Holder Proposes Reducing Minimum Sentences For Drug Offenses

Attorney General Eric Holder outlined federal steps to cut long prison sentences for some drug offenders. In a speech before the American Bar Association, Holder said the change is necessary to curb growing incarceration costs and to make the justice system more fair.

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Attorney General Eric Holder unveiled a plan today that's intended to ease overcrowding in federal prisons. The plan would reduce so-called mandatory minimum sentences for some drug-related crimes. Mandatory minimums limit a judge's discretion to impose shorter prison terms. Holder said that the sentences of some elderly, nonviolent prison inmates should also be reduced, and he called for refocusing federal efforts on drug abuse prevention and treatment. NPR's Richard Gonzales was at the event today in San Francisco.

RICHARD GONZALES, BYLINE: Holder's remarks came in a speech before the annual meeting of the American Bar Association. He said harsh prison sentences for low-level, nonviolent drug offenders are out of step with the nation's priorities because they are expensive and ultimately unfair.

ERIC HOLDER: Today, a vicious cycle of poverty, criminality and incarceration traps too many Americans and weakens too many communities. And many aspects of our criminal justice system may actually exacerbate these problems rather than alleviate them.

GONZALES: Holder said the federal prison population - more than 219,000 inmates - is housed in facilities that are 40 percent over capacity. Almost half of the prisoners are doing time for drug-related offenses, and many have substance abuse disorders. According to the Justice Department, the price tag to taxpayers in 2010 was $80 billion.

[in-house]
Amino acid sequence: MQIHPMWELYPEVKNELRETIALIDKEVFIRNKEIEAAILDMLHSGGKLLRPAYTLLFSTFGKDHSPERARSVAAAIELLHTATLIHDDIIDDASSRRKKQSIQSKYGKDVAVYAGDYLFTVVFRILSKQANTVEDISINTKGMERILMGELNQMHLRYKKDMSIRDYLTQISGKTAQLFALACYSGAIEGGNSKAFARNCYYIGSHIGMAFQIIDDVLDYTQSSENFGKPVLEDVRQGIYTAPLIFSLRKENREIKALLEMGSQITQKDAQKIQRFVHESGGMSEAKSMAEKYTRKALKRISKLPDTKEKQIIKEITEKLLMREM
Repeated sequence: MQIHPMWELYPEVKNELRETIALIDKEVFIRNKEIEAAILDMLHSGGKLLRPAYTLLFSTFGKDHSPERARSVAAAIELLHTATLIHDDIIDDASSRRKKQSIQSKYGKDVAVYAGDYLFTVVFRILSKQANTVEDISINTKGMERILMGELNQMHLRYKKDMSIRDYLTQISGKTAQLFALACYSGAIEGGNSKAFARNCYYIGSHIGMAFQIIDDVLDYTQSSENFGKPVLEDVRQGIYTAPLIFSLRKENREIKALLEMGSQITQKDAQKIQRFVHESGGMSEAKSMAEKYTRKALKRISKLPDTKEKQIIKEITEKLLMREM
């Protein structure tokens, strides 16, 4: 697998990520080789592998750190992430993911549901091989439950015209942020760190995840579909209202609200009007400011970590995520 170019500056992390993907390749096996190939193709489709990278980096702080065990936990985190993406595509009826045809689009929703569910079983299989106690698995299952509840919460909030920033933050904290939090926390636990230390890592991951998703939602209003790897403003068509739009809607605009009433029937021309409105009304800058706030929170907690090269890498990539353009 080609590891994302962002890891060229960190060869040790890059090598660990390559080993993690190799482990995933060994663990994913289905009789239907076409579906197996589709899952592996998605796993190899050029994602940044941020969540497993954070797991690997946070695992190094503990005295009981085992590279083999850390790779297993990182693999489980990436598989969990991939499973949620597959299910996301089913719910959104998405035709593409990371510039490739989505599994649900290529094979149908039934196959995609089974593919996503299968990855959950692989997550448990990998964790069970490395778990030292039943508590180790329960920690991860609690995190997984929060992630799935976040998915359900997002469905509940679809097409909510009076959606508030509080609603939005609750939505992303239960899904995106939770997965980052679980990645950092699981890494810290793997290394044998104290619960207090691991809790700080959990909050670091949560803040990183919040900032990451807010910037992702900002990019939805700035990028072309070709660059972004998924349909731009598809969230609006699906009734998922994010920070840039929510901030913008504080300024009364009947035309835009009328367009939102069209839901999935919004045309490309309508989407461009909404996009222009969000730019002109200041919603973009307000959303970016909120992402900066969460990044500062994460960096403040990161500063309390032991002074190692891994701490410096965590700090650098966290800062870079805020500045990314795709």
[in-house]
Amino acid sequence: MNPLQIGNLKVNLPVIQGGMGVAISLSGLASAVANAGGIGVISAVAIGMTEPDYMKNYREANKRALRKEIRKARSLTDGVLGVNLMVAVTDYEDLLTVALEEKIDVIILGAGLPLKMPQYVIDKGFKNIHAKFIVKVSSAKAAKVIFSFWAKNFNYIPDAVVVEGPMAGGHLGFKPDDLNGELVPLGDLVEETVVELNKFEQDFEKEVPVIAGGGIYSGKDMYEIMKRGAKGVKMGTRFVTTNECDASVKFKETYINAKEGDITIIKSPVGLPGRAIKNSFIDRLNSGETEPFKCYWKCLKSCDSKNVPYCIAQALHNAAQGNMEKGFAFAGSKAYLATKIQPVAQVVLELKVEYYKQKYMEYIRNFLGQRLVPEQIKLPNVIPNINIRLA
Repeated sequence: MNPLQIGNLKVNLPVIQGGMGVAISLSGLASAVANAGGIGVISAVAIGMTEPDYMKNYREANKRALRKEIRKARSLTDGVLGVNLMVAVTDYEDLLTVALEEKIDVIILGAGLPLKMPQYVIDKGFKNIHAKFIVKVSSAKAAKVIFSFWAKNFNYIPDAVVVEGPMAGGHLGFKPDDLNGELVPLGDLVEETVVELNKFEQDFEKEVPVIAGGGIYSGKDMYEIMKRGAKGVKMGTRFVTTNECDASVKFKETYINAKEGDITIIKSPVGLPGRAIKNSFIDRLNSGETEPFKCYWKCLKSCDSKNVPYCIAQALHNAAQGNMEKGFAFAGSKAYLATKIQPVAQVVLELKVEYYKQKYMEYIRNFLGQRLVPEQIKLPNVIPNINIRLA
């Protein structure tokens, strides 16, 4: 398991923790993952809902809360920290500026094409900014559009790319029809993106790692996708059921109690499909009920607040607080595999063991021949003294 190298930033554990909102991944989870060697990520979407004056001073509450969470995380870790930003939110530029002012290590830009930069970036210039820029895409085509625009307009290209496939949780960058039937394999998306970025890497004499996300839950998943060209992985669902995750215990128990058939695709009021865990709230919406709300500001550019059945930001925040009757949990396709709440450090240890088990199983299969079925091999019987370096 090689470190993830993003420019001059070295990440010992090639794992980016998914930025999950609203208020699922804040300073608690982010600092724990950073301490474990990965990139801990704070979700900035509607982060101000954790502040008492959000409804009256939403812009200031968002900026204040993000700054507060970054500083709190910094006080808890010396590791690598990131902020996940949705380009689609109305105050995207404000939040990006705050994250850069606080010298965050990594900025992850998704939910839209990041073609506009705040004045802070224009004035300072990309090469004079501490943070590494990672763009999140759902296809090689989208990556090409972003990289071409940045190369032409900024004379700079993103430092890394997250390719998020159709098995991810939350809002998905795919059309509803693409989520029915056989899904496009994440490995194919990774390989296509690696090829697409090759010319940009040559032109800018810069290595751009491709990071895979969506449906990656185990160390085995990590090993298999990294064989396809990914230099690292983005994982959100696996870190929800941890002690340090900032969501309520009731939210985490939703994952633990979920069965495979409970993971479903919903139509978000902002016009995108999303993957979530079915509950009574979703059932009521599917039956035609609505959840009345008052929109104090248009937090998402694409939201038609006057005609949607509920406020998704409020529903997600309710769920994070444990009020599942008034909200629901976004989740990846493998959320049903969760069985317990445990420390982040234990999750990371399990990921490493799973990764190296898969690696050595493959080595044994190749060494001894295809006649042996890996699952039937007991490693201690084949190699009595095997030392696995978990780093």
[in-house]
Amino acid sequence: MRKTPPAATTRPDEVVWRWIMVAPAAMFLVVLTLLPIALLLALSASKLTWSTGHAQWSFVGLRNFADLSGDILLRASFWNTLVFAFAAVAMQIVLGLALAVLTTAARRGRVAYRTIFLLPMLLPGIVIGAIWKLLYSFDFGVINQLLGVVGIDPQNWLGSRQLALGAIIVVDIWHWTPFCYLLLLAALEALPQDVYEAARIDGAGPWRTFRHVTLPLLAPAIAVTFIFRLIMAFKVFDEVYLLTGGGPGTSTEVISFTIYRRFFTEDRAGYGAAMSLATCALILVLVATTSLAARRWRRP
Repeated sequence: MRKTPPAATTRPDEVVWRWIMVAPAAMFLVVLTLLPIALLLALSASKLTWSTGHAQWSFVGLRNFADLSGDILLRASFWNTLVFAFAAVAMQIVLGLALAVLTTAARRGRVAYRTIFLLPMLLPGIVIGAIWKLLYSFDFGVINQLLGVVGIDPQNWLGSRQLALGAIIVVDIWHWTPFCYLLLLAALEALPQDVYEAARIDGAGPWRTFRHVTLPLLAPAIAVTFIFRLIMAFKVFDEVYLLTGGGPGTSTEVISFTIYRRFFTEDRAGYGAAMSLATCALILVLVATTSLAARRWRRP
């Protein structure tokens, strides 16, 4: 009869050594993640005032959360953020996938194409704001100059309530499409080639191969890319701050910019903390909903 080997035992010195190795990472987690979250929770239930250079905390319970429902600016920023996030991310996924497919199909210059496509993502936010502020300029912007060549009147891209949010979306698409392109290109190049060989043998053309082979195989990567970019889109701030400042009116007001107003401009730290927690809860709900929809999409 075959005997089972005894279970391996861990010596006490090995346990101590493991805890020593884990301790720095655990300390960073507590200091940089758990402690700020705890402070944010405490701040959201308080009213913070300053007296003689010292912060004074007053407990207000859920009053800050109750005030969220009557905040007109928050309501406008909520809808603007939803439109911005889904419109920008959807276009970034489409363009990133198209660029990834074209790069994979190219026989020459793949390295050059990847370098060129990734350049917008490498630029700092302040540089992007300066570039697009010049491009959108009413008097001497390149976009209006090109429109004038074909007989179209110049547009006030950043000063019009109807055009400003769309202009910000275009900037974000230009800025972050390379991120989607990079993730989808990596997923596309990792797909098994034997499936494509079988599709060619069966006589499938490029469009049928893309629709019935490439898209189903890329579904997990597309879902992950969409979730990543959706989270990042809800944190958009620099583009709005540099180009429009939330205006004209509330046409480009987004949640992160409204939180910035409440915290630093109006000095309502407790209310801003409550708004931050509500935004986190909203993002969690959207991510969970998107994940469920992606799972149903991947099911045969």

HOLDER: It's clear as we come together today that too many Americans go to too many prisons for far too long and for no truly good law enforcement reason.

GONZALES: Holder said Americans can no longer prosecute or incarcerate our way to becoming a safer nation.

HOLDER: Twentieth century criminal justice solutions are not adequate to overcome our 21st century challenges. And, again, it is well past time to implement common-sense changes that will foster safer communities from coast to coast.

GONZALES: But Holder said, in effect, the Justice Department won't wait for Congress to change sentencing laws. Instead, he'll direct federal prosecutors to seek the toughest sentences only for high-level or violent drug traffickers.

HOLDER: By targeting the most serious offenses, prosecuting the most dangerous criminals, directing assistance to crime hot spots and pursuing new ways to promote public safety, deterrence, efficiency and fairness, we in the federal government can become both smarter and tougher on crime.

GONZALES: The changes Holder outlined already enjoy bipartisan support in the Senate where Republican Rand Paul of Kentucky and Democrat Patrick Leahy of Vermont are working together on a bill to give federal judges more flexibility in sentencing. The attorney general also acknowledged that 17 states, both red and blue, already have moved to redirect resources away from the incarceration model towards services like drug treatment and supervision.

In light of these reforms, the attorney general is a bit late to the party, says Vikrant Reddy, a policy analyst at the Texas Public Policy Foundation in Austin.

VIKRANT REDDY: This stuff is already happening at the state level. And in particular, it's been happening in a lot of very prominent conservative states: Texas, where I live, in Georgia, in South Carolina, South Dakota. It's really terrific that the federal government is finally pursuing criminal justice reform because it's long overdue at the federal level.

GONZALES: Attorney General Holder didn't go as far as to say that the war on drugs is a failure. Instead, he called it unsustainable. Richard Gonzales, NPR News, San Francisco.

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